Category Archives: Oregon

“What are men to rocks and mountains?” ― Jane Austen, Pride and Prejudice

WP D7K_5425_26_27_28_30-EditA few weeks ago I was in Central Oregon’s high desert region for some golf and beer tasting (there are 10 craft brewers in Bend alone). In between the snow flurries I got in 4 rounds and a few hours of photography. These photos are of Smith Rock State Park.

Smith Rock State Park is a state park located in central Oregon‘s high desert near the towns of Redmond and Terrebonne. Its sheer cliffs of tuff and basalt are ideal for rock climbing of all difficulty levels. Smith Rock is generally considered the birthplace of modern American sport climbing, and is host to cutting-edge climbing routes. It has over a thousand climbing routes, many advanced. Some areas are bolted.[2]

The park contains the first U.S. climb rated 5.14 (8b+). The area is well-known for its challenging climbing routes so eventually all top climbers visit. Between 1992 and 2009, about 500 new climbing routes were added.[3]

In addition to the world-famous rock climbing, Smith Rock State Park is host to many miles of hiking trails, the meandering Crooked River and views of the volcanic peaks of Oregon’s Cascade Range.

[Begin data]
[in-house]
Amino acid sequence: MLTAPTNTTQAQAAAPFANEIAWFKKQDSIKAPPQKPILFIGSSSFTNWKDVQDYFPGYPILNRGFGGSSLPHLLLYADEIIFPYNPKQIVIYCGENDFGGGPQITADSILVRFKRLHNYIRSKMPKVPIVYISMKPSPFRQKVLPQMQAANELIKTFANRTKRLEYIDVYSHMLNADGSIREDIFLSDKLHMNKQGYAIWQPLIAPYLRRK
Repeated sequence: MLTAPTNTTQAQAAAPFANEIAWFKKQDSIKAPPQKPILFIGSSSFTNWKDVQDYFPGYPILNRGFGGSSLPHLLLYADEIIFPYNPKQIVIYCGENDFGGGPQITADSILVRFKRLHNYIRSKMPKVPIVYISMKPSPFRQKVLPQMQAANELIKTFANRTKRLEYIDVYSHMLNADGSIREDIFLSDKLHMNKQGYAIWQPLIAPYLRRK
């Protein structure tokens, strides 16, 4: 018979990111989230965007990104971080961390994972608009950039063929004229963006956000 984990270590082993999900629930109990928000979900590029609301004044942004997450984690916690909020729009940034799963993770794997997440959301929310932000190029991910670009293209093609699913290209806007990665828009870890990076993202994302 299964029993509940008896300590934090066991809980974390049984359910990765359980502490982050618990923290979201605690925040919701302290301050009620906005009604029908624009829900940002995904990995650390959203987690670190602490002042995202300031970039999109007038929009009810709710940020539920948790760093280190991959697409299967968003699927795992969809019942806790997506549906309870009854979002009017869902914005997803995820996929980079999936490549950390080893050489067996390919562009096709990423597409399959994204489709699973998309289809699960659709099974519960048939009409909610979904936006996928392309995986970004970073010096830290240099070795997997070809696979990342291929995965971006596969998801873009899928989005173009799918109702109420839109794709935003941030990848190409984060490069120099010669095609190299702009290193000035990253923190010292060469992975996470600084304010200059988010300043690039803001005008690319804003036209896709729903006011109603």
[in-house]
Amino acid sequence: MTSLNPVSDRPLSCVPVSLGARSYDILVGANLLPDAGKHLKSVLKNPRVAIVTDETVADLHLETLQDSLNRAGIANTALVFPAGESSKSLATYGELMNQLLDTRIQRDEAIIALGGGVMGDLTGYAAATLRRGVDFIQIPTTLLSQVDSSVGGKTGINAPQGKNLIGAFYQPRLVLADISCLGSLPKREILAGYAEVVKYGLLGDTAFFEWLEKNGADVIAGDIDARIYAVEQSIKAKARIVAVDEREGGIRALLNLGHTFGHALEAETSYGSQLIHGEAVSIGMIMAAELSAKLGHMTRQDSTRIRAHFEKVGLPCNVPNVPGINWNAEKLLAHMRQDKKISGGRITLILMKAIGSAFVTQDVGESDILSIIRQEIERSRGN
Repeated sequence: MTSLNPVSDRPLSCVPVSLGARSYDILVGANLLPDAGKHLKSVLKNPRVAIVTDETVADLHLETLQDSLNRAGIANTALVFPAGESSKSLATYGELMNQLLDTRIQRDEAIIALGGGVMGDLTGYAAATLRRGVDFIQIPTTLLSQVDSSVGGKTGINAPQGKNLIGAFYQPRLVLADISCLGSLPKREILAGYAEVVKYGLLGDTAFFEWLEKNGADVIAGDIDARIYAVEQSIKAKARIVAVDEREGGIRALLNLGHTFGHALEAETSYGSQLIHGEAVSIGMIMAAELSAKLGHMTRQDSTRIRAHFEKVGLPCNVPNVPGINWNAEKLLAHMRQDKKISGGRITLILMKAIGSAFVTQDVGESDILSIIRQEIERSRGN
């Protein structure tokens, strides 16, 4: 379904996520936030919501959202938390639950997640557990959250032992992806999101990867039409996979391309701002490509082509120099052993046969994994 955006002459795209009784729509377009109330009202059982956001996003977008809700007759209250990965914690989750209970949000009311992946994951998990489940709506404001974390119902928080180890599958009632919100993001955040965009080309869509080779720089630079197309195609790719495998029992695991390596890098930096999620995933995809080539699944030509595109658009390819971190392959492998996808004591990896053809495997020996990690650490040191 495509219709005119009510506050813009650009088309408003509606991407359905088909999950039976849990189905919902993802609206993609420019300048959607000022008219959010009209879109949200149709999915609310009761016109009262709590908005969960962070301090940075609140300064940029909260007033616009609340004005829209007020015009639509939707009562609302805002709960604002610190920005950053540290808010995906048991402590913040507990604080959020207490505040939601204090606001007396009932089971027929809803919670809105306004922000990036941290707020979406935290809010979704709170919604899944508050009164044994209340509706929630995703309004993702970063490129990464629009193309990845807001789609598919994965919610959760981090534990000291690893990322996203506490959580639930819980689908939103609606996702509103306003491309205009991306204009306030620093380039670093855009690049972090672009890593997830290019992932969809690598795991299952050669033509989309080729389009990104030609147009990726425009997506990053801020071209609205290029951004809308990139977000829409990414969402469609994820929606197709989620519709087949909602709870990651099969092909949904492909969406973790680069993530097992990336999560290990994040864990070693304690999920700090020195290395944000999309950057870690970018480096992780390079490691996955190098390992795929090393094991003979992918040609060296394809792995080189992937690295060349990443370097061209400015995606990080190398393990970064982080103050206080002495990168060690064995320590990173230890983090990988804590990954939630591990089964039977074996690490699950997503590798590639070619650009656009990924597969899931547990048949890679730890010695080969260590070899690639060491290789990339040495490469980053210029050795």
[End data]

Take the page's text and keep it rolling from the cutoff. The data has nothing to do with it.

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Port Orford Amphibians

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Port Orford is a small port hamlet located 28 miles (45 km) north of Gold Beach, Oregon, and 27 miles (43 km) south of Bandon-by-the-Sea, Oregon (home of the Bandon Dunes Golf Resort), on U.S. Route 101. The city is tucked between the Pacific Ocean and the Siskiyou National Forest.

The port is an open-water dock (no natural protection) and boasts the only drydock port on the West Coast. The fishing boats are lifted in and out of the water by operated cranes (the yellow arm in the background), set on custom-made dollies and parked in rows on the dock (where they look like some kind of extraterrestrial amphibian creatures). As a result, it is known as a “dolly dock.”

In October 1941, then-mayor Gilbert Gable, frustrated with the poor condition of the state roads around Port Orford, which hampered economic development, suggested that a number of counties along the Oregon and California state border should secede and create the State of Jefferson. This movement came to an end with U.S. involvement in World War II. But signs declaring the State of Jefferson can still be seen in fields and on barns.